Fredson Bowers described and formulated a standardized practice of descriptive bibliography in his Principles of Bibliographical Description (1949). Scholars to this day treat Bowers' scholarly guide as authoritative. In this classic text, Bowers describes the basic function of bibliography as, "[providing] sufficient data so that a reader may identify the book described, understand the printing, and recognize the precise contents" (124).
Descriptive Bibliographies as Scholarly Product
Descriptive bibliographies as a scholarly product usually include information on the following aspect of a given book as a material object:
Format and ...view middle of the document...
g. woodblock, intaglio, etc.), measurements, and locations in the text
Presswork - miscellaneous details gleaned from the text about its production
Copies Examined - an enumeration of the copies examined, including those copies' location (i.e. belonging to which library or collector)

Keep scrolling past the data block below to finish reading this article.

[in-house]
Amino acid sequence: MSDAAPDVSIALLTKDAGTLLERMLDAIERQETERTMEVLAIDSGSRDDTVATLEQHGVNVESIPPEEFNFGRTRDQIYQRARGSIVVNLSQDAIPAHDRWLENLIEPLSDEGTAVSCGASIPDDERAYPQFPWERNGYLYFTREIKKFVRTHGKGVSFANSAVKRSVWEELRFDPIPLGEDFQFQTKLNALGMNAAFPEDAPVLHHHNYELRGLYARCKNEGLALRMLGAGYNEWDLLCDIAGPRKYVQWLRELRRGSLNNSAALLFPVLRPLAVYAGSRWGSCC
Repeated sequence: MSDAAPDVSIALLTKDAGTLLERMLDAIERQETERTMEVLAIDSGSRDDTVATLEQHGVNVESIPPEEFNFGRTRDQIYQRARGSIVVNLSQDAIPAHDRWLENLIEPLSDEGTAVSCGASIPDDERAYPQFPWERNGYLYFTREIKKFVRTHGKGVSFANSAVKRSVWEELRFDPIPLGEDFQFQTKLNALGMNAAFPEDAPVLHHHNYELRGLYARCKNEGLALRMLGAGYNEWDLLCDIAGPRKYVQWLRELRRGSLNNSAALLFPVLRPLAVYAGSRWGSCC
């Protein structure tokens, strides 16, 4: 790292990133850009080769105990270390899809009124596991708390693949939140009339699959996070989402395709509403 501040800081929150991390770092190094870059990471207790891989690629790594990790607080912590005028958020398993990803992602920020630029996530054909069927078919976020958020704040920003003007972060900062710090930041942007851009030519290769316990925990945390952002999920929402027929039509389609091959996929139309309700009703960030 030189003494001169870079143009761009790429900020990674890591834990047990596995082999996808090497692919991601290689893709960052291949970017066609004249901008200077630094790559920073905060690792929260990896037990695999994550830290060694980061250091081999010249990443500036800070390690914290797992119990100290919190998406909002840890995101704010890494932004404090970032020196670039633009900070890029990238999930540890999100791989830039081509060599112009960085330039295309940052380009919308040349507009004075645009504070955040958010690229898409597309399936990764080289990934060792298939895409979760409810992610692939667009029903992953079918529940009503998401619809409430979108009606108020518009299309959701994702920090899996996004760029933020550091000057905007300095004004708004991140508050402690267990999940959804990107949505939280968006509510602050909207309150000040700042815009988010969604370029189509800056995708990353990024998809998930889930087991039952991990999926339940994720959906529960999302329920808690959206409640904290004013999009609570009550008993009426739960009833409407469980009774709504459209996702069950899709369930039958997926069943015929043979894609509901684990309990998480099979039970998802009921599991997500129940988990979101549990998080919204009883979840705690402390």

This branch of the bibliographic discipline examines the material features of a textual artifact – such as type, ink, paper, imposition, format, impressions and states of a book – to essentially recreate the conditions of its production. Analytical bibliography often uses collateral evidence – such as general printing practices, trends in format, responses and non-responses to design, etc. – to scrutinize the historical conventions and influences underlying the physical appearance of a text. The bibliographer utilizes knowledge gained from the investigation of physical evidence in the form of a descriptive bibliography or textual bibliography. Descriptive bibliography is the close examination and cataloging of a text as a physical object, recording its size, format, binding, and so on, while textual bibliography (or textual criticism) identifies variations – and the aetiology of variations – in a text with a view to determining "the establishment of the most correct form of [a] text (Bowers 498).
Systematic lists of media other than books can be referred to with terms...